03:13 - Source: CNN
Ousted Navy secretary calls out Trump in op-ed

Editor’s Note: CNN national security analyst John Kirby, a retired rear admiral in the US Navy, was a spokesman for both the State and Defense departments in the Obama administration. The opinions expressed in this commentary are his own. View more opinion articles on CNN.

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In a Washington Post opinion piece, Richard Spencer – the recently-fired Secretary of the Navy – describes in stunning detail the degree to which President Trump involved himself in the case of Eddie Gallagher, a Navy SEAL acquitted of murdering an ISIS captive but convicted of posing for a photo with the boy’s corpse.

John Kirby

It’s a troubling account of what Spencer calls “shocking and unprecedented interference” by the Commander-in-Chief. But that’s not the line that grabbed my attention. What set me to thinking was something he writes near the end: “We must now move on and learn from what has transpired.”

Spencer does not identify the “we,” nor does he really offer any lessons learned. He mentions the need to have faith in our “extensive screening procedures” and asks our allies to be patient with us. But there is little prescription for the civil-military malady he diagnoses.

I wonder if part of the problem is that “we” – as a nation – haven’t fully come to grips with the effects of fighting terrorists overseas for the last 20 years. I wonder if, perhaps, we have forgotten who we are in the process.

I believe it has become too easy for some people to believe the military is beyond reproach. And I’m not just talking about civilians who never served and may feel a little unqualified – perhaps even guilty – about harboring critical views of the military, or those who serve. I’m talking about a small number of veterans who seem to think they belong to a privileged class of citizenry. They do not.

The military works for the American people, not the other way around. Choosing to serve as a volunteer does not exempt one’s service, no matter how extraordinary, from scrutiny any more than it exempts the beneficiaries of that service – the American people – from aggressive oversight of the military. Veterans and servicemembers who think they are above that sort of thing forget that to serve is to be a servant, not a master.

I believe it has also become too easy to simplify and categorize military service. President Trump refers to troops as “killing machines.” He is not wholly wrong, of course. But he misses much of the larger purpose of a strong national defense, which is also to prevent war – to prevent killing – by providing for the sorts of conditions that deter our adversaries and bolster our allies. He forgets the other missions and the other men and women in the military, who, when deployed alongside his killers, help secure our interests overseas.

He forgets the US military can deliver bombs as well as babies, as one military strategist puts it, and equally with great effect.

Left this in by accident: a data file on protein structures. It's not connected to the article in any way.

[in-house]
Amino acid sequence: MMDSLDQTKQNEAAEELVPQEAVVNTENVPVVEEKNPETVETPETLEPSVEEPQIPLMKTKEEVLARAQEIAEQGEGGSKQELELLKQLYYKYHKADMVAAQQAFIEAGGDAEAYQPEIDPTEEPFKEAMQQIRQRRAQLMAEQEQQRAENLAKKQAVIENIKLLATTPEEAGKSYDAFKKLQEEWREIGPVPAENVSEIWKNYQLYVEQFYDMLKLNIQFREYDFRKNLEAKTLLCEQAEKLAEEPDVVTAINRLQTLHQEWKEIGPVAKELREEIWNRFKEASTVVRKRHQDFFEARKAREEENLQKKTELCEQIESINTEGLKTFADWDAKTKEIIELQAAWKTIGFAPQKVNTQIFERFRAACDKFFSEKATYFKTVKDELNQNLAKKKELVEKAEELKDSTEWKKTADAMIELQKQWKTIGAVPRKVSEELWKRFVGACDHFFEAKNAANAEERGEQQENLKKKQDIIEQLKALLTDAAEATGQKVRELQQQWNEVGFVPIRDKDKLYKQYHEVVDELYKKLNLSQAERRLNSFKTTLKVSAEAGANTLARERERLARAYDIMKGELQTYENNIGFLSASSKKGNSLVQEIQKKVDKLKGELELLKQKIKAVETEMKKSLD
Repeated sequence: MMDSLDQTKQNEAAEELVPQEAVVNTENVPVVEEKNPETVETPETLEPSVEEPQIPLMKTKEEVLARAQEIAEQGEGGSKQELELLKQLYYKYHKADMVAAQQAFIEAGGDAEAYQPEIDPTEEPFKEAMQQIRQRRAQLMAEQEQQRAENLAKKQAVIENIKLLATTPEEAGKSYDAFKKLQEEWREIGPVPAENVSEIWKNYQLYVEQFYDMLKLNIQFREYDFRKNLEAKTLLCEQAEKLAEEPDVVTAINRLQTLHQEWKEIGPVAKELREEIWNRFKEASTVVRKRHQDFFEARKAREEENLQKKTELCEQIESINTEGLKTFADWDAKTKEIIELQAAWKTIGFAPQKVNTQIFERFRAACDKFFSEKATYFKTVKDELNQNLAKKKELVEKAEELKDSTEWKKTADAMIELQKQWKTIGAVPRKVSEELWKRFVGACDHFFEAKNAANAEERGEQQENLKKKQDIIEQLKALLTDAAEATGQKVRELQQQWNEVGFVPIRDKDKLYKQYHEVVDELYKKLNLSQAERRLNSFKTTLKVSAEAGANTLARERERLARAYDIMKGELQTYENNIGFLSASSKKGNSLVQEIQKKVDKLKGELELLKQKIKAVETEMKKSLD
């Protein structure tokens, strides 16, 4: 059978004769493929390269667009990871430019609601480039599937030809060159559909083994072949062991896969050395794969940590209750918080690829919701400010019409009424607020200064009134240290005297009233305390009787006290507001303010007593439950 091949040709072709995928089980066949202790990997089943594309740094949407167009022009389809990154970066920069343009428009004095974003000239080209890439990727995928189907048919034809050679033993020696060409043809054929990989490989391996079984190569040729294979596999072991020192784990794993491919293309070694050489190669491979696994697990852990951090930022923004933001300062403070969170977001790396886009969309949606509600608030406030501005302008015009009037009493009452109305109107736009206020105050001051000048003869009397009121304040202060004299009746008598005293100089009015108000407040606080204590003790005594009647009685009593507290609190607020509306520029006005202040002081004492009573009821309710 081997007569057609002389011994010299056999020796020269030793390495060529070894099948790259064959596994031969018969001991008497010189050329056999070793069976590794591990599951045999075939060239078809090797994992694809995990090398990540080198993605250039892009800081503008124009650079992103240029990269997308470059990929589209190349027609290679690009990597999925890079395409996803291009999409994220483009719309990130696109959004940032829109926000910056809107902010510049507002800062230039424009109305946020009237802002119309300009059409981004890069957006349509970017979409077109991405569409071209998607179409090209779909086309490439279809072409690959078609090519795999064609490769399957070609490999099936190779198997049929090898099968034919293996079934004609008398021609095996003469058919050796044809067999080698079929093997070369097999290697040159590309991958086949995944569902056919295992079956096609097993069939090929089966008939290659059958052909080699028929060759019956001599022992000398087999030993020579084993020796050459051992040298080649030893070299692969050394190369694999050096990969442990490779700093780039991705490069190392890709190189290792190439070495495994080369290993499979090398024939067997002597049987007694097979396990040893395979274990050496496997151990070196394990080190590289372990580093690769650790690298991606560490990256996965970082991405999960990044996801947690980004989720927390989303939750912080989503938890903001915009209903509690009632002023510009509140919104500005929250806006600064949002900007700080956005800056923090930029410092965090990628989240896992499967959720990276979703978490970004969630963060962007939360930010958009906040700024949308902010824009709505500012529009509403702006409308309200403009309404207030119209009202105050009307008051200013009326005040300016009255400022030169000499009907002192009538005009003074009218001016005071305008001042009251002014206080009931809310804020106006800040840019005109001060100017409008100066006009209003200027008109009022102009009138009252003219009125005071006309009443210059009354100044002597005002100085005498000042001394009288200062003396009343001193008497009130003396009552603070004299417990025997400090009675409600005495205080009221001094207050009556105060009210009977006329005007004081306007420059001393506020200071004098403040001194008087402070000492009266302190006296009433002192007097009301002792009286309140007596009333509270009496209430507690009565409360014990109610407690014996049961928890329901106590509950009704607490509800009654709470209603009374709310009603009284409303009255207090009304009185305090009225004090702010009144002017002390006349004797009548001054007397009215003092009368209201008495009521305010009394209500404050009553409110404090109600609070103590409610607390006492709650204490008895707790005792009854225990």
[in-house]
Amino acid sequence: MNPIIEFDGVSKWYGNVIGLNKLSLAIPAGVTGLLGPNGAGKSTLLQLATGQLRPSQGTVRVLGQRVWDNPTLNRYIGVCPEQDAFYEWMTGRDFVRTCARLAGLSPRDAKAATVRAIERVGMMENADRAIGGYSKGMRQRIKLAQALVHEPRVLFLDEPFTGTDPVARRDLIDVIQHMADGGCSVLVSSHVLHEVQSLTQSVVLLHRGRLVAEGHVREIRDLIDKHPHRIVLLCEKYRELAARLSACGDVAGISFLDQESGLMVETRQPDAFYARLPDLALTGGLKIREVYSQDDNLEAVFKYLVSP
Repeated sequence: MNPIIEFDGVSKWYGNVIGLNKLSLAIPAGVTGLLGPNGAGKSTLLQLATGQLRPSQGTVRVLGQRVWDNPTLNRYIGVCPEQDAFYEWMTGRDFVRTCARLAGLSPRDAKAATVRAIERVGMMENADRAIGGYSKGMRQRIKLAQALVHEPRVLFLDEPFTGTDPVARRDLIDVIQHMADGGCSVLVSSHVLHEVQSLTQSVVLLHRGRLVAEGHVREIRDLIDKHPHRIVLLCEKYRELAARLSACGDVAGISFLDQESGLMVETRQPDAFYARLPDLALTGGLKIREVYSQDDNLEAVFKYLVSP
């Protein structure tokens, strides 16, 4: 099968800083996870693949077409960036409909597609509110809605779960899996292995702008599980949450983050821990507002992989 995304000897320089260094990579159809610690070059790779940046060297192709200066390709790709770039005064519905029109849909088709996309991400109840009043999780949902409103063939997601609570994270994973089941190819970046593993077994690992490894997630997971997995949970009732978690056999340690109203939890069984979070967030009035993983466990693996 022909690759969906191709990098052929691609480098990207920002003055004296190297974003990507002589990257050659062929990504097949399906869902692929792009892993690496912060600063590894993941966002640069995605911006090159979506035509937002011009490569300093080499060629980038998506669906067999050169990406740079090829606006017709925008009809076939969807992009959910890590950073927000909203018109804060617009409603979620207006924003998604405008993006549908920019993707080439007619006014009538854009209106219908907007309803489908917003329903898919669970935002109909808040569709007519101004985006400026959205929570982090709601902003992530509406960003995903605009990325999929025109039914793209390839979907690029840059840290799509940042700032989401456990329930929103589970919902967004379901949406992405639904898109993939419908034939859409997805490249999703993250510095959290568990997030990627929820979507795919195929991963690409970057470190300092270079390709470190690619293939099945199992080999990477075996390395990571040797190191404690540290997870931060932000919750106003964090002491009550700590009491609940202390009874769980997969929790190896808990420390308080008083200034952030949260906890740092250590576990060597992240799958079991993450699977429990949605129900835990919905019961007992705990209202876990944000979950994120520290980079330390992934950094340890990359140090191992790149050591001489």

Sadly, the task of speaking for what some call “real warfighters” has too often fallen to a cadre of conservative groups, right-wing politicians and cable TV hosts. They wrap themselves up in the flag and squawk about patriotism and try to convince people that war crimes are not, in fact, crimes but rather part of the mission.


What makes our military great is not the money Trump claims he has thrown at it, but the standards of conduct to which it adheres and the high bar for ethics to which it subscribes. We do not always reach that bar, to be sure, but in the struggle to do so we have earned a reputation for integrity, fairness and professionalism that is the envy of the world.

Trump thinks he’s bolstering the military by supporting Gallagher. He’s actually working against it.

That said, I believe it’s also become too easy for us to forget the toll these wars have taken on our people and their families, particularly the special forces. Some of the important missions we’ve conducted over the last 20 years – counter-insurgency, disaster relief, governance and training assistance – have waxed and waned depending on politics here at home and the security environment on the ground. That has not been the case with our counter-terrorism operations.

During my brief stint in Kabul back in 2012, I was stunned by the pace and intensity of operations conducted by special forces. They ventured out every night, and nearly every night they took fire. They raided safe houses, stormed into heavily-armed enemy compounds, captured or killed hundreds of terrorists, and utilized the intelligence they found to go out and do it all over again.

There has been no slack for these people.

Eddie Gallagher was on his eighth deployment when he got himself in trouble. Eight deployments. Don’t think for a minute that hasn’t affected him or his family. There’s absolutely no excuse for what he did. He committed a crime, and he deserves to pay for it. But it’s just as wrong for the president to ignore the serious transgression of his eighth deployment as it is for us to forget his service on the previous seven.

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    Special forces are special for a reason. And we’ve used the hell out of them. But they are still human beings. So are their families. And so are the rest of us.

    “Submersion in war does not necessarily qualify a man to be the master of the peace,” legendary war correspondent Ernie Pyle once wrote. “All we can do is fumble and try once more – try out of the memory of our anguish – and be as tolerant with each other as we can.”

    We have all been submersed in war, even if we didn’t all feel it. We’ve been submersed in it for so long we may have forgotten what it was like to be at peace – with the world and with ourselves.

    I hope we fumble and try once more to remember. I hope we prove more tolerant – not of crimes – but of each other.